The Great Synagogue, built in 1670, and believed to be t…
Modern Romania was formed by the union of the principalities of Moldavia and Walachia in the 1860s; prior to that, the region had been under Ottoman control, but somewhat autonomous. The country was enlarged following World War I when, with the collapse of the Habsburg Empire and defeat of Russia, the provinces of Bucovina, Transylvania, Banat, and Bessarabia were awarded to it. Bessarabia, retaken by the Soviet Union in World War II, is now largely coextensive with the Republic of Moldova.
As a result of Ottoman domination, the region had a significant population of Sephardim, in contrast to the rest of Eastern Europe. When Transylvania was under Ottoman rule in the mid-sixteenth and seventeenth centuries, many Jews settled in Alba Iulia, the only town where Jewish residence was permitted. Sephardic Jews are also credited with introducing glass manufacture in southern Transylvania near Făgăraş by the late seventeenth century. In the early twentieth century, the Sephardic community was concentrated particularly in the capital, Bucharest, as well as in the town of Craiova and the Black Sea port city of Constanţa.
In Moldavia, Jews were concentrated in the capital city, Iaşi (Jassy). Its Great Synagogue (pictured above), built in 1670, is considered to be the oldest extant synagogue building in Romania. Many Jews from neighboring Ukraine settled there after the pogrom known as gzeyres takh vetat; the well-known Jewish chronicler of that event, Natan Note Hannover, lived there in the 1660s. Iaşi is perhaps best known as the location, in 1876, of the first performance of Yiddish theater. The productions were the creation of Avrom Goldfadn, who had moved to Iaşi only that year. Well-known religious leaders include members of the Taubes family as well as Iacob Isac Niemirower, who later became chief rabbi of Romania, and Josef Şafran, whose brother Alexandru played a leading role in efforts to save Romanian Jews during the Holocaust. Although born in Hârlău, the writer and journalist Horia Carp settled in Iaşi; the physician, writer, and Zionist activist Karpel Lippe lived there as well.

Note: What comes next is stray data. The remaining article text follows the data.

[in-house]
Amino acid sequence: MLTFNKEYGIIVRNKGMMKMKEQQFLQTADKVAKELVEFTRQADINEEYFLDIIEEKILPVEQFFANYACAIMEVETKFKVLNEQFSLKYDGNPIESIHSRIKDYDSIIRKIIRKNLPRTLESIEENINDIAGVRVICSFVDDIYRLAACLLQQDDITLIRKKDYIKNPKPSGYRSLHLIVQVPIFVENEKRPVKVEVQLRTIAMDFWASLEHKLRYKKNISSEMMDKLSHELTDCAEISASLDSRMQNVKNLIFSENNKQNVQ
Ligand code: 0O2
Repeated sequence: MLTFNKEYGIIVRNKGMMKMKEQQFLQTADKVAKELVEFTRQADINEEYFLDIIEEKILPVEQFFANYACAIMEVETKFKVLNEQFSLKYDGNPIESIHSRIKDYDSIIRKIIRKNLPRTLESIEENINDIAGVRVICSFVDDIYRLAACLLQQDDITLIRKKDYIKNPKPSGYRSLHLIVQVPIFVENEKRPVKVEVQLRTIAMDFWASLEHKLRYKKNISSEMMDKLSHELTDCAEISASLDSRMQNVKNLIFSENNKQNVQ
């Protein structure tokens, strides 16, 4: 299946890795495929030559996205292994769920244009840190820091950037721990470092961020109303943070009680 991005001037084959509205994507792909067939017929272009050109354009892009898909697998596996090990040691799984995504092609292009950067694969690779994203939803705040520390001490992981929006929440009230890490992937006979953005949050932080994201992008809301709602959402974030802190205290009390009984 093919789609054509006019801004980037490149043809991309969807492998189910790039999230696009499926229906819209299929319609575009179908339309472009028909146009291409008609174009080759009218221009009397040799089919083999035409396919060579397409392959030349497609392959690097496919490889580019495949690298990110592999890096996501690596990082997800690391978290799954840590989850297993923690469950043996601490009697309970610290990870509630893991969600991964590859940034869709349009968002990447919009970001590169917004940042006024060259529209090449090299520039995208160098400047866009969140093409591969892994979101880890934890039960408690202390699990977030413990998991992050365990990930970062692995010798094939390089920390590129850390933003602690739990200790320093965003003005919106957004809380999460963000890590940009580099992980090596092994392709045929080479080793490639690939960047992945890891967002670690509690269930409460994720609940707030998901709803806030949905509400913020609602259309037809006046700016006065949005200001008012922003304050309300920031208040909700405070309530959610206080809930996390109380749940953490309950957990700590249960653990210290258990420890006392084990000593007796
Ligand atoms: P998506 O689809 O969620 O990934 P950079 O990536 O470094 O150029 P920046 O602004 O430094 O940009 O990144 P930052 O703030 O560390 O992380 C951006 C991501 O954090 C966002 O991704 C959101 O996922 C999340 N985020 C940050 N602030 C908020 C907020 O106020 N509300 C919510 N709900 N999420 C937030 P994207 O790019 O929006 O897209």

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SLIDESHOW: A Tour of Poland
Tour the cities of Poland, including Warsaw, Łódź, and Kraków.
SLIDESHOW: A Tour of Polish Cities
Passover Seder for members of the MIKEFE Association, fo…
From the late seventeenth century until the end of World War I, Hungary was part of the Habsburg Empire, first under Austrian rule and, from 1867, winning a degree of autonomy as part of the Dual Monarchy of Austria-Hungary. It was only with the Habsburg reconquest and the end of Ottoman occupation that the modern Jewish community of Hungary was established. Numbering just a few thousand in 1700, by the first decades of the twentieth century it approached one million.
Jewish settlement in the eighteenth century was concentrated in market towns such as Eisenstadt, Pápa, and Pressburg (then in Hungary; now Bratislava, Slovakia) in the northwest, Óbuda (later incorporated into Budapest) in central Hungary, and Munkács (now Mukacheve, Ukraine) in the northeast. Jews in these towns played a leading role in trade. Leaseholding, tavernkeeping, and distilling were common professions; artisans—butchers, tailors, shoemakers, and practioners of similar crafts—formed the last significant occupational group.
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